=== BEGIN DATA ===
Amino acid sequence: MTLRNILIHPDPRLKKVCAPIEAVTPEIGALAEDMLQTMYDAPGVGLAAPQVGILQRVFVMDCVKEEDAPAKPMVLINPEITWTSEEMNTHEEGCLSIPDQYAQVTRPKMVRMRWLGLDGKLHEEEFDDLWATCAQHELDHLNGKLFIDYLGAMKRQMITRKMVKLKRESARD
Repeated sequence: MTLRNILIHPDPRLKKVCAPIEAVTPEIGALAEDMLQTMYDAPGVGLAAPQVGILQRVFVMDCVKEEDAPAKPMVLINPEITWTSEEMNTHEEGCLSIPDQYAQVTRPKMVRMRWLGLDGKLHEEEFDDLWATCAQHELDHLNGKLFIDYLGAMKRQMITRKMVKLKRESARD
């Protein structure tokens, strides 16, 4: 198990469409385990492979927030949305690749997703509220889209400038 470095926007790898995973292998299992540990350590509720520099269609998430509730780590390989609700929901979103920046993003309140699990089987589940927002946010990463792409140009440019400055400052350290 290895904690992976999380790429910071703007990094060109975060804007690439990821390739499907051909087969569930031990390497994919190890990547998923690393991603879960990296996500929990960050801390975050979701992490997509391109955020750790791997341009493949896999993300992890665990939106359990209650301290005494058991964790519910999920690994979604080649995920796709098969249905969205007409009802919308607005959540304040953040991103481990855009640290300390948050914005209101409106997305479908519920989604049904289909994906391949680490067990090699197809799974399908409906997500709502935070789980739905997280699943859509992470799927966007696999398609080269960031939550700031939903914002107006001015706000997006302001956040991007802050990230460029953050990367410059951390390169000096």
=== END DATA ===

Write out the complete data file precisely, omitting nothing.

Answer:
Amino acid sequence: MTLRNILIHPDPRLKKVCAPIEAVTPEIGALAEDMLQTMYDAPGVGLAAPQVGILQRVFVMDCVKEEDAPAKPMVLINPEITWTSEEMNTHEEGCLSIPDQYAQVTRPKMVRMRWLGLDGKLHEEEFDDLWATCAQHELDHLNGKLFIDYLGAMKRQMITRKMVKLKRESARD
Repeated sequence: MTLRNILIHPDPRLKKVCAPIEAVTPEIGALAEDMLQTMYDAPGVGLAAPQVGILQRVFVMDCVKEEDAPAKPMVLINPEITWTSEEMNTHEEGCLSIPDQYAQVTRPKMVRMRWLGLDGKLHEEEFDDLWATCAQHELDHLNGKLFIDYLGAMKRQMITRKMVKLKRESARD
């Protein structure tokens, strides 16, 4: 198990469409385990492979927030949305690749997703509220889209400038 470095926007790898995973292998299992540990350590509720520099269609998430509730780590390989609700929901979103920046993003309140699990089987589940927002946010990463792409140009440019400055400052350290 290895904690992976999380790429910071703007990094060109975060804007690439990821390739499907051909087969569930031990390497994919190890990547998923690393991603879960990296996500929990960050801390975050979701992490997509391109955020750790791997341009493949896999993300992890665990939106359990209650301290005494058991964790519910999920690994979604080649995920796709098969249905969205007409009802919308607005959540304040953040991103481990855009640290300390948050914005209101409106997305479908519920989604049904289909994906391949680490067990090699197809799974399908409906997500709502935070789980739905997280699943859509992470799927966007696999398609080269960031939550700031939903914002107006001015706000997006302001956040991007802050990230460029953050990367410059951390390169000096």